After defeating Hitler’s Nazi Germany in World War II, the victorious Allies divided the country. East Germany (or the German Democratic Republic—GDR) became part of the Eastern Bloc, dominated by the communist United Soviet Socialist Republic (USSR). West Germany had a capitalist economy and became an ally of the U.S. and Western European nations. For many reasons, the GDR economy struggled mightily. So many of its citizens tried to defect to West Germany that the GDR had to build the Berlin Wall to imprison its people in the city of Berlin, which was located inside the GDR.
By the 1960s, the GDR government had decided that the small nation would make its mark in athletics. Achieving success in this realm would signal to the entire world the superiority of its communist system. A secret government law was enacted specifying that doping substances had to be a key part of athletes’ training. Coaches and doctors became part of an institutionalized system of doping designed to give GDR athletes a competitive advantage. The government recruited athletes at a young age. They placed the most promising ones into a system of rigorous training and significant doping. Most often, athletes were given an anabolic steroid—Oral-Turinabol—in the form of little blue and pink pills, which were handed out like candy. Athletes were required to take the pills and forbidden from talking about them.
The doctors and coaches told the athletes that the pills were “vitamins.” It is likely that some of the athletes, especially the youngest ones, believed this to be true…at least for a time. But the large majority came to know, as the coaches and doctors already did, that these were performance-enhancing drugs and had a major impact on the athletes’ bodies. Male athletes gained muscle mass, enjoyed increased stamina, and recovered from exertion more quickly. Female athletes experienced similar but even greater effects.
From 1968 to the late 1980s, the GDR doped some 9,000 athletes and gained many successes in international athletic competitions, particularly the Olympics. The GDR women’s swim team in the 1968 Olympics enjoyed the most amazing (and suspicious) success. As usual, the U.S. had a very strong team, but the muscular GDR women won eleven of thirteen gold medals in the competition. Indeed, one of the greatest upsets in Olympic swimming history came when the U.S. women’s team won its only gold medal at the Montreal games. The U.S. team upset the heavily-favored East Germans in the 4×100-meter relay with Jill Sterkel taking the lead for the Americans in the third leg of the race and Shirley Babashoff (who would have won multiple golds absent GDR doping) sprinting home for the win. The U.S. team shattered the world record by four seconds.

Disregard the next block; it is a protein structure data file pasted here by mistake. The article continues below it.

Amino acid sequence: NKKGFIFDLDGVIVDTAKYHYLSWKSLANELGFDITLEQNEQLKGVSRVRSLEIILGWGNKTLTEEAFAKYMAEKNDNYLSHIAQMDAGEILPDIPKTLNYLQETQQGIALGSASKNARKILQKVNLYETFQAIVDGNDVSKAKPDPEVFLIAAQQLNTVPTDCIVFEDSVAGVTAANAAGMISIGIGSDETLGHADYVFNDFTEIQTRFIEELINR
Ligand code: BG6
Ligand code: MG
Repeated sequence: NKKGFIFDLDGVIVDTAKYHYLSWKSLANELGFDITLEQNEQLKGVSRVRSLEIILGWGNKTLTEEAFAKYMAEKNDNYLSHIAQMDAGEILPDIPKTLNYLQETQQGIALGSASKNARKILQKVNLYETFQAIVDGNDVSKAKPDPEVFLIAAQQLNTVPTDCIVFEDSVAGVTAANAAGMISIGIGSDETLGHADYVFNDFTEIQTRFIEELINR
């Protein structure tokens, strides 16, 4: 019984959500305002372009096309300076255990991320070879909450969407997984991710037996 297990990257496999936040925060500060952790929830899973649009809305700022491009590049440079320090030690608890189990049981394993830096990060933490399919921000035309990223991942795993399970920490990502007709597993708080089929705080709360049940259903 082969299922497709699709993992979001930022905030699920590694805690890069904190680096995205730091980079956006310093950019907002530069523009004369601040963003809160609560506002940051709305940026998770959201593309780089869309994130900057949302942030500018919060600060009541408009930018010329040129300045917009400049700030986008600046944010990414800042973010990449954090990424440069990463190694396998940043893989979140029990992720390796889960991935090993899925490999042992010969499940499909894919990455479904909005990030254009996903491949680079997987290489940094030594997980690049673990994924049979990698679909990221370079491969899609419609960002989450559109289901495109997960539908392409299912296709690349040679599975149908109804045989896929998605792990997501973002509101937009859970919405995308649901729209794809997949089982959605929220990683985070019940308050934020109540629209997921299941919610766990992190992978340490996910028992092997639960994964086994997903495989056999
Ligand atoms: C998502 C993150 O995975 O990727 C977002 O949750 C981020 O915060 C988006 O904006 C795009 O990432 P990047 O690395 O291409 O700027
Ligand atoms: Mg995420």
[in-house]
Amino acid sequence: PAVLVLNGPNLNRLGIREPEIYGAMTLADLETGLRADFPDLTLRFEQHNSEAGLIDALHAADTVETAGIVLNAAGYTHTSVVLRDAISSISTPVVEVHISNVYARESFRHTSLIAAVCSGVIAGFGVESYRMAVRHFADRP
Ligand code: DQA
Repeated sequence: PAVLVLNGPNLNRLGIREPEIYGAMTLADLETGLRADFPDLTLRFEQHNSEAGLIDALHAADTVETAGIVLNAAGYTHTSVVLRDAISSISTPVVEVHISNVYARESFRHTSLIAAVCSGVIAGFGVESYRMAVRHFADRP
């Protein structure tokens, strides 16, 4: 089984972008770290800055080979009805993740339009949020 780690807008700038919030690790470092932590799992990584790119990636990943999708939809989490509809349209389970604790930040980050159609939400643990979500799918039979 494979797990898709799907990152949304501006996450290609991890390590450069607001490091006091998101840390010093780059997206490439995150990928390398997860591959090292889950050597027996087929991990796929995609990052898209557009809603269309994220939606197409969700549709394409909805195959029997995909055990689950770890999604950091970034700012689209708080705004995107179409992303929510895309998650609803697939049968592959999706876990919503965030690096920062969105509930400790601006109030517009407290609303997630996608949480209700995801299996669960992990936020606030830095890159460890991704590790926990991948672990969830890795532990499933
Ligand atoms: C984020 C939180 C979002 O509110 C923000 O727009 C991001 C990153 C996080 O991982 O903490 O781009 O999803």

Although most of the male and female GDR athletes knew that they were engaged in illegal doping that gave them an unfair advantage. Many of them had strong misgivings about the practice, although they generally followed instructions from their coaches and doctors. One swimmer later said: “The training motto at the pool was, ‘You eat the pills, or you die.’ It was forbidden to refuse.”
But some did resist. One female swimmer, who gained 45 pounds of muscle, said:
I just woke one day and said this feels like sh*t. It’s wrong, it’s cheating, and I feel horrible. When I said no, no more pills, no more needles, the coaches freaked out. They kept trying to convince me to dope, but I refused. Shortly afterward, my performances fell behind my other training partners, so they moved me into the lazy group. I was no longer a member of the GDR elite. There was fighting and arguing and it got ugly, so in 1979, right before [the] Moscow [Olympics], I just quit. Hung up my suit.
I knew we were on something. Everybody was getting enormous, and we are talking about young women, teenagers, here; so we all knew that we were being doped, but we were forbidden to talk to anyone or to each other. It was like prison. I got called before the Central Committee, the big STASI [the GDR’s secret police force] honchos; they wanted me to take the vitamins and keep swimming; but I told them forget it, it was wrong and dangerous. They thought I was nuts, so they cut me loose. I also believe that some of the young girls loved the way their swim times dropped and their recovery from hard workouts, so they didn’t complain; they rather enjoyed it.
Olympic doping authorities finally caught up to the GDR practices in the late 1980s. Doctors and coaches were intimately involved in the doping system, even though they knew of the unfortunate side effects that Oral-Turnibol had on the athletes. Men’s penises shrank. Women’s clitorises grew. Women found hair growing in unusual amounts in unusual places. Women’s voices also dropped and they became more aggressive. Athletes of both genders suffered terrible acne, liver damage, heart disease, and various cancers. Many women suffered infertility, and many who were able to have children gave birth to babies with significant birth defects. These adverse effects were known by the doctors and coaches. One doctor said (many years later): “I can only repeat my profound regret. I was far too obedient. We were pressured into producing for the political leadership. We had to create international champions for the glory of the communist sporting machine.”